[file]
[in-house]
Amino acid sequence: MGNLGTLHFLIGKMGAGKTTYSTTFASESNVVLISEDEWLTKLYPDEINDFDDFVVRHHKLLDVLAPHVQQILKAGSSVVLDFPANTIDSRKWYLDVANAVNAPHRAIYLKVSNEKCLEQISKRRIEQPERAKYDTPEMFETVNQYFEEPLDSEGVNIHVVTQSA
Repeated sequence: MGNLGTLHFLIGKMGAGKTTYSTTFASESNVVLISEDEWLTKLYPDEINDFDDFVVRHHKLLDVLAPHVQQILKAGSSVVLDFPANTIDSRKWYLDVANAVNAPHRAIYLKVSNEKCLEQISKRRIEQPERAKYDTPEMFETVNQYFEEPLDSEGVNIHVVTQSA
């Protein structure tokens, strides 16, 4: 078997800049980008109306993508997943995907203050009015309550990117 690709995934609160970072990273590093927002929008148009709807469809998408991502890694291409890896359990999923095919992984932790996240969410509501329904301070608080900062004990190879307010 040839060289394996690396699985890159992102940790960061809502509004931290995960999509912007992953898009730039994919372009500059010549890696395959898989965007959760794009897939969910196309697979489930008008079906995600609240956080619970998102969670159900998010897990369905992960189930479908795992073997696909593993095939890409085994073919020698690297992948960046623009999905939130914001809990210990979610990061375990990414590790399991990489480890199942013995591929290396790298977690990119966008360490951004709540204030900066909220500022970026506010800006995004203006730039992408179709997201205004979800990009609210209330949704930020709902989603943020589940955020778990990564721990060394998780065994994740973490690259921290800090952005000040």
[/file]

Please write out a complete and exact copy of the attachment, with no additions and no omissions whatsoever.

[in-house]
Amino acid sequence: MGNLGTLHFLIGKMGAGKTTYSTTFASESNVVLISEDEWLTKLYPDEINDFDDFVVRHHKLLDVLAPHVQQILKAGSSVVLDFPANTIDSRKWYLDVANAVNAPHRAIYLKVSNEKCLEQISKRRIEQPERAKYDTPEMFETVNQYFEEPLDSEGVNIHVVTQSA
Repeated sequence: MGNLGTLHFLIGKMGAGKTTYSTTFASESNVVLISEDEWLTKLYPDEINDFDDFVVRHHKLLDVLAPHVQQILKAGSSVVLDFPANTIDSRKWYLDVANAVNAPHRAIYLKVSNEKCLEQISKRRIEQPERAKYDTPEMFETVNQYFEEPLDSEGVNIHVVTQSA
């Protein structure tokens, strides 16, 4: 078997800049980008109306993508997943995907203050009015309550990117 690709995934609160970072990273590093927002929008148009709807469809998408991502890694291409890896359990999923095919992984932790996240969410509501329904301070608080900062004990190879307010 040839060289394996690396699985890159992102940790960061809502509004931290995960999509912007992953898009730039994919372009500059010549890696395959898989965007959760794009897939969910196309697979489930008008079906995600609240956080619970998102969670159900998010897990369905992960189930479908795992073997696909593993095939890409085994073919020698690297992948960046623009999905939130914001809990210990979610990061375990990414590790399991990489480890199942013995591929290396790298977690990119966008360490951004709540204030900066909220500022970026506010800006995004203006730039992408179709997201205004979800990009609210209330949704930020709902989603943020589940955020778990990564721990060394998780065994994740973490690259921290800090952005000040």